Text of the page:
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Comic book grading is the process of determining the grade or condition of a book, which directly influences its value. When shopping, it is an excellent idea to learn about comic book grading so that you can determine a book’s grade for yourself.
This comic book grading scale has been used for several decades, during which time the scale has been expanded to more accurately describe a book’s condition. Next is the use of plus (+) and minus (-) to denote that a book is slightly above or below a grade.
This 10-point comic book grading scale is widely used now and you will often see people grade by simply putting the number value on the book with the classic descriptive grade. In order to properly view a book, you need to view it outside of the bag and you will use several of your senses (not just sight, but touch and smell). Most books are bagged to protect the book and the bag is usually secured with a piece of tape. Make sure you have a clean, dry surface that is free of anything that could damage the book. Moving the book at different angles under the light not only allows you to view the gloss, but also look for defects. As you open the book, be especially careful if you know you are dealing with one that is old and potentially brittle, or if you fear the staples are not firm. Inspect the staple areas as good as you can from the inside to determine if they are nice and firm, pulled or even completely separated from the cover or any of the pages.
As you did with the book closed, make use of the light, viewing the book at different angles.
It always amazes me at the conventions how quickly someone will arrive at an opinion of a grade simply by viewing the book in the bag, by looking solely at the cover and spine.
I’ve seen a number of comic book grading guides that list out a lot of detail for each grade.
To help with this approach, here’s my take on what each grade looks like first with an overall description then some examples of the degree of attributes for each grade. A book in this grade should also look near perfect at a glance but may have very subtle defects such as corners that are not perfectly square or printing that is slightly misaligned or very slight off-white pages.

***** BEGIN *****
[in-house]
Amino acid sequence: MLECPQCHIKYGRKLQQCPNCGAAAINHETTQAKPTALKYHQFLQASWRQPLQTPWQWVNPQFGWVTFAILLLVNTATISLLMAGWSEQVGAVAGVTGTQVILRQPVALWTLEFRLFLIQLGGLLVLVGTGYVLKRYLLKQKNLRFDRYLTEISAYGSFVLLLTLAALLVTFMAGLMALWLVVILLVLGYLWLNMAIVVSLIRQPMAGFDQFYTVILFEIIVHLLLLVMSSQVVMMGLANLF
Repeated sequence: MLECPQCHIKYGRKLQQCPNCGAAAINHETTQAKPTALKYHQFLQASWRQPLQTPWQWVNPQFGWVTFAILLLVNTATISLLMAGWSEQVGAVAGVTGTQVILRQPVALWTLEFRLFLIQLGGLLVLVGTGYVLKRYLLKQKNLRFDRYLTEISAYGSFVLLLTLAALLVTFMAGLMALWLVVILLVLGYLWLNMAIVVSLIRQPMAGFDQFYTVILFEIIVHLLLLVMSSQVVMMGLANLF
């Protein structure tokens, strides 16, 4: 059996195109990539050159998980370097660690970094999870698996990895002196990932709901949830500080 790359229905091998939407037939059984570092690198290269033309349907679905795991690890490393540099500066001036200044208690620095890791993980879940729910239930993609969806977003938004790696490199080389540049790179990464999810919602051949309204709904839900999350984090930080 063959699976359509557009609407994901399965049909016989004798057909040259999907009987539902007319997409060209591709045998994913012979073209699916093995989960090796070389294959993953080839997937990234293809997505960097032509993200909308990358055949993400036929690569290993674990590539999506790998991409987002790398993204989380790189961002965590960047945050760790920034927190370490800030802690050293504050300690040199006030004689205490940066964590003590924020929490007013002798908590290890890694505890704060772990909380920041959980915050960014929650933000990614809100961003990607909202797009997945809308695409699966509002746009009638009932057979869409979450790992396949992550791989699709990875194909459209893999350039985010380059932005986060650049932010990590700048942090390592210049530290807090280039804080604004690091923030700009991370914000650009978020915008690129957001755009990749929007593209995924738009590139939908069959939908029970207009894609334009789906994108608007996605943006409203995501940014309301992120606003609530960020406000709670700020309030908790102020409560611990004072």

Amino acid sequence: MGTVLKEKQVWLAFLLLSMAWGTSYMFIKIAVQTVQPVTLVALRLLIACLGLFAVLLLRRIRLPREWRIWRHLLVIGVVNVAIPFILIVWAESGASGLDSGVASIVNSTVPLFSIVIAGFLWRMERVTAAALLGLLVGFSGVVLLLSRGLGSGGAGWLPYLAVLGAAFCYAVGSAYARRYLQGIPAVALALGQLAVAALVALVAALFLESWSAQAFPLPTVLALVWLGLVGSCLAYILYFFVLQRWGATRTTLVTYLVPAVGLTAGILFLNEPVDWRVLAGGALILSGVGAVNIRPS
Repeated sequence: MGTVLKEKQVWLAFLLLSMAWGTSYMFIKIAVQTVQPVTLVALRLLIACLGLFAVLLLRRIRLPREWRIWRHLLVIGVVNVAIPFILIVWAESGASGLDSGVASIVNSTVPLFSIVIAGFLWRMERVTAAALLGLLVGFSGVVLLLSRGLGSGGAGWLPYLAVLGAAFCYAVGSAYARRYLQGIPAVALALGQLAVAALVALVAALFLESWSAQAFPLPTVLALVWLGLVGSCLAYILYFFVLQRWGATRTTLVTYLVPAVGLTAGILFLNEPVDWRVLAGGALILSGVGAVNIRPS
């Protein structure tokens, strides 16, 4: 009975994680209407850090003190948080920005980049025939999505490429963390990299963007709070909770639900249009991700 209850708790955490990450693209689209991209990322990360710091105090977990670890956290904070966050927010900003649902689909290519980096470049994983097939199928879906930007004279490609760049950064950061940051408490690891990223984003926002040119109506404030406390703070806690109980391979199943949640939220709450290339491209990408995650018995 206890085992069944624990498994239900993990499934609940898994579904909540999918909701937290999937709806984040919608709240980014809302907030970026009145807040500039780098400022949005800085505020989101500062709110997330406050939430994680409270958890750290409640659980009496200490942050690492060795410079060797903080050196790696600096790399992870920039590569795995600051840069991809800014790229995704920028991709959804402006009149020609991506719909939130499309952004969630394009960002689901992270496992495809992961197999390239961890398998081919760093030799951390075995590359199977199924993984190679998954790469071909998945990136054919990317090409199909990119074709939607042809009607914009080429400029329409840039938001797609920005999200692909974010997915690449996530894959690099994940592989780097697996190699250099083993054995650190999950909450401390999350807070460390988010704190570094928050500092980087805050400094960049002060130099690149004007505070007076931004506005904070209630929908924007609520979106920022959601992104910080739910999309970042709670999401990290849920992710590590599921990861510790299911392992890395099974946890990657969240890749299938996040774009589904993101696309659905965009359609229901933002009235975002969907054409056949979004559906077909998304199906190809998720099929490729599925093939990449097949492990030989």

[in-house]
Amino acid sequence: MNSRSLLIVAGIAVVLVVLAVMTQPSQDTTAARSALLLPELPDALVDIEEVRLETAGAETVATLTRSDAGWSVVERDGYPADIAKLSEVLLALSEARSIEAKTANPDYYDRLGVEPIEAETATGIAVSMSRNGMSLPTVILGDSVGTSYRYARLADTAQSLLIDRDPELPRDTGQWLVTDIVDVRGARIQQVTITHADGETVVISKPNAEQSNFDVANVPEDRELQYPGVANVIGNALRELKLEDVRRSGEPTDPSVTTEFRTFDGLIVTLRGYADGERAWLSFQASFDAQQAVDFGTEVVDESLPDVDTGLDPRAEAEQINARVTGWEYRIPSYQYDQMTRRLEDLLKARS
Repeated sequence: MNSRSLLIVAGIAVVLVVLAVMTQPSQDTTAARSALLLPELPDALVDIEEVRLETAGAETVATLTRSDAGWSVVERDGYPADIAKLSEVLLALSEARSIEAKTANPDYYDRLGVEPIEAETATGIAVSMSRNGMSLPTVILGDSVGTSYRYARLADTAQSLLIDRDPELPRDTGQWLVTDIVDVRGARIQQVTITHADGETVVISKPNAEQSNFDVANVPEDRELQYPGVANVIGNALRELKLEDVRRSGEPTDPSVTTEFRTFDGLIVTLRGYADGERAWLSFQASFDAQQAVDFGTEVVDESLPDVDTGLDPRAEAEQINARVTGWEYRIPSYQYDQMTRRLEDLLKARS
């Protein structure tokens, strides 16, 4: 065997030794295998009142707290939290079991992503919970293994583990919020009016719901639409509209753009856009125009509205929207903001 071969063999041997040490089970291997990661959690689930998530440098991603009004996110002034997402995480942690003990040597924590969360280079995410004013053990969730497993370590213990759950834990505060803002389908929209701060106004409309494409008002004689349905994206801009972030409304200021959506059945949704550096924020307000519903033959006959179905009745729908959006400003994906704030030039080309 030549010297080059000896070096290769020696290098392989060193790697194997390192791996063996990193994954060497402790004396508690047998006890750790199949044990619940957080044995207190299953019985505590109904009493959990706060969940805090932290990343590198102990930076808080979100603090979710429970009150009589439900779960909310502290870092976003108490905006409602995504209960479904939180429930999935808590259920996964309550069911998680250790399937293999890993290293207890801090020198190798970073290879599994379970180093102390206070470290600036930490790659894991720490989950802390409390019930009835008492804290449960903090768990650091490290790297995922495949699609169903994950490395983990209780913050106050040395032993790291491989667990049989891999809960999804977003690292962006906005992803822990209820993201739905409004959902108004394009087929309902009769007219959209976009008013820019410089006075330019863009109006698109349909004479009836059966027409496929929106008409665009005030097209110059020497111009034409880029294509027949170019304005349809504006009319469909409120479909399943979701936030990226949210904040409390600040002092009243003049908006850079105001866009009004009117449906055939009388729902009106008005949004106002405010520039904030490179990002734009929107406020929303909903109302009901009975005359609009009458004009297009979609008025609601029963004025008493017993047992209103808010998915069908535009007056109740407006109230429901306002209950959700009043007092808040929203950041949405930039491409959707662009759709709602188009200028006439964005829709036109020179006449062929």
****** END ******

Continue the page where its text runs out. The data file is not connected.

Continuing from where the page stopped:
A book in this grade may not look like it was just printed but will definitely be a very attractive and obviously well taken care of book. The cover will have minor wear but will still have a lot of gloss and should be free of dirt.
The pages can be off-white to even slightly yellow but should still be attractive and should still feel nice. Often the degree of any small defects will make the difference between a VF or a VF+, for example. The pages may no longer be off-white – they be yellowish or light tan but still not showing too much age. The spine may have some visible stress lines or possibly a mild roll as long is it doesn’t misalign the book too much. The pages may be yellowish, tan or even light brown but should still feel okay to the touch. The spine may be split a bit or detached from a one staple but the cover must still be attached. Major defects are acceptable provided they do not detract from your enjoyment of looking at the book and reading it.
A book in this grade can still be somewhat attractive and collectible but will have problems that are more severe or numerous than with a Very Good, to the point where you are at least a little distracted by them. The pages may have some tears or a small pieces missing but the book must still be readable.
The pages will be fairly poor in quality, whether it is poor paper quality, or simply worn and aged with soiling, staining and chunks missing. A few weeks ago, I attended a local comic convention here in Vancouver and I heard about the new company Comic Book Certification Service (CBCS).
CBCS charges $15 to grade a modern comic book with 15 business day turn-around and $29 per book for a comic valued up to $400 (any year). PGX charges $13 to grade a modern comic book with 20 business days turn-around and $20 for a book published pre 1978 with 20 business days turn-around.
CGC charges $18 to grade a modern comic book (maximum value of $200) with 20 business days turn-around and $60 for a book with a maximum value of $1000 with 15 business days turn-around.
Each company does different tiers and levels so it’s difficult to make exact price comparisons.
I’ve got lots of complaints towards CGC myself and I support healthy competition, but I stopped buying PGX books simply because they fetch less for the equivalent grade, even if the book itself seemed to be fairly graded. CGC fans tend to be extremely loyal (blindly so I would add) and they’ve caught PGX being unethical several times. Still, using greed from Bell and Rogers as a prime example of what could happen to a market without competition, I’m all for CBCS and hope they can make some serious in roads. You can discuss any and all of the third party grading companies, buy, sell and display third party graded books as well. Yes the Halo are more expensive, but with what is saved on post it works out cheaper for Australians. We Canadians have to wait 6-7 months as well and there’s not ocean between our two countries.